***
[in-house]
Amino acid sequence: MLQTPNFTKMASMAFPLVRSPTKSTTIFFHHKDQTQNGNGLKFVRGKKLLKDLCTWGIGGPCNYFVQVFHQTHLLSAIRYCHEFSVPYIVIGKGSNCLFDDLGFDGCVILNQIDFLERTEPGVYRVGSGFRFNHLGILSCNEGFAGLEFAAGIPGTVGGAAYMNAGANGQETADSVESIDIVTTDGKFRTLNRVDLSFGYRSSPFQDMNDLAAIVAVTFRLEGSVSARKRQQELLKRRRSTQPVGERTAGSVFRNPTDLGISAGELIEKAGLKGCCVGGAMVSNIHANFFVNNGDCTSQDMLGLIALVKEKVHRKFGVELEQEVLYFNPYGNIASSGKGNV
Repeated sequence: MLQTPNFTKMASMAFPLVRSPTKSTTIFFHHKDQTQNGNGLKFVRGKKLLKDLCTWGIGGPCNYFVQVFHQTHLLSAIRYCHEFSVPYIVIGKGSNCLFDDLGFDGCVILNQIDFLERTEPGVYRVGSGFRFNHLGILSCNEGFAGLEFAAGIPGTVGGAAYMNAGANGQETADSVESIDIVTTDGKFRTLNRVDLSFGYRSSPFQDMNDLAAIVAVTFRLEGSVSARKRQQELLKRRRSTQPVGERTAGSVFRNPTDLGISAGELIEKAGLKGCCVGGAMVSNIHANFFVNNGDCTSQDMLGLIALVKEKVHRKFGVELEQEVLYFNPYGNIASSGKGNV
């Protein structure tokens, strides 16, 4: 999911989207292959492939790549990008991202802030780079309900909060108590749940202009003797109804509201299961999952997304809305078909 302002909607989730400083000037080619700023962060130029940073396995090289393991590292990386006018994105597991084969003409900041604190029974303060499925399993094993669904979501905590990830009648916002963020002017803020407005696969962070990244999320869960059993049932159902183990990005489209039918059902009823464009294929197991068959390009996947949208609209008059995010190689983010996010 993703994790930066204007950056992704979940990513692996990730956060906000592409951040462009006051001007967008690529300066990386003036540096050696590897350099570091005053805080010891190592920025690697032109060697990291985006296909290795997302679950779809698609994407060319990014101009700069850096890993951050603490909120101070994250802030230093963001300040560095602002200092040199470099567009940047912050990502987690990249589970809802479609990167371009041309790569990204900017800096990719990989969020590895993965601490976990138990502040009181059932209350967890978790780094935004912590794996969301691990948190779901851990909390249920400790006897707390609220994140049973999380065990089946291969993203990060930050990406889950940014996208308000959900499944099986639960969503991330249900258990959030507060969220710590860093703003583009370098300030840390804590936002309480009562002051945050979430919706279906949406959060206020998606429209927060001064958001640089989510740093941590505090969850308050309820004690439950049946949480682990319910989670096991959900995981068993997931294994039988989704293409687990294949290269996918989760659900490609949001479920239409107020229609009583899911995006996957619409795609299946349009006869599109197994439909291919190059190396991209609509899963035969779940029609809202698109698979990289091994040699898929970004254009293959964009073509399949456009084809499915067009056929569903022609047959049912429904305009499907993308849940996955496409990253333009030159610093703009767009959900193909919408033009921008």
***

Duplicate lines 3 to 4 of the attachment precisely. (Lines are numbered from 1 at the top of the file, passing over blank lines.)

Repeated sequence: MLQTPNFTKMASMAFPLVRSPTKSTTIFFHHKDQTQNGNGLKFVRGKKLLKDLCTWGIGGPCNYFVQVFHQTHLLSAIRYCHEFSVPYIVIGKGSNCLFDDLGFDGCVILNQIDFLERTEPGVYRVGSGFRFNHLGILSCNEGFAGLEFAAGIPGTVGGAAYMNAGANGQETADSVESIDIVTTDGKFRTLNRVDLSFGYRSSPFQDMNDLAAIVAVTFRLEGSVSARKRQQELLKRRRSTQPVGERTAGSVFRNPTDLGISAGELIEKAGLKGCCVGGAMVSNIHANFFVNNGDCTSQDMLGLIALVKEKVHRKFGVELEQEVLYFNPYGNIASSGKGNV
């Protein structure tokens, strides 16, 4: 999911989207292959492939790549990008991202802030780079309900909060108590749940202009003797109804509201299961999952997304809305078909 302002909607989730400083000037080619700023962060130029940073396995090289393991590292990386006018994105597991084969003409900041604190029974303060499925399993094993669904979501905590990830009648916002963020002017803020407005696969962070990244999320869960059993049932159902183990990005489209039918059902009823464009294929197991068959390009996947949208609209008059995010190689983010996010 993703994790930066204007950056992704979940990513692996990730956060906000592409951040462009006051001007967008690529300066990386003036540096050696590897350099570091005053805080010891190592920025690697032109060697990291985006296909290795997302679950779809698609994407060319990014101009700069850096890993951050603490909120101070994250802030230093963001300040560095602002200092040199470099567009940047912050990502987690990249589970809802479609990167371009041309790569990204900017800096990719990989969020590895993965601490976990138990502040009181059932209350967890978790780094935004912590794996969301691990948190779901851990909390249920400790006897707390609220994140049973999380065990089946291969993203990060930050990406889950940014996208308000959900499944099986639960969503991330249900258990959030507060969220710590860093703003583009370098300030840390804590936002309480009562002051945050979430919706279906949406959060206020998606429209927060001064958001640089989510740093941590505090969850308050309820004690439950049946949480682990319910989670096991959900995981068993997931294994039988989704293409687990294949290269996918989760659900490609949001479920239409107020229609009583899911995006996957619409795609299946349009006869599109197994439909291919190059190396991209609509899963035969779940029609809202698109698979990289091994040699898929970004254009293959964009073509399949456009084809499915067009056929569903022609047959049912429904305009499907993308849940996955496409990253333009030159610093703009767009959900193909919408033009921008």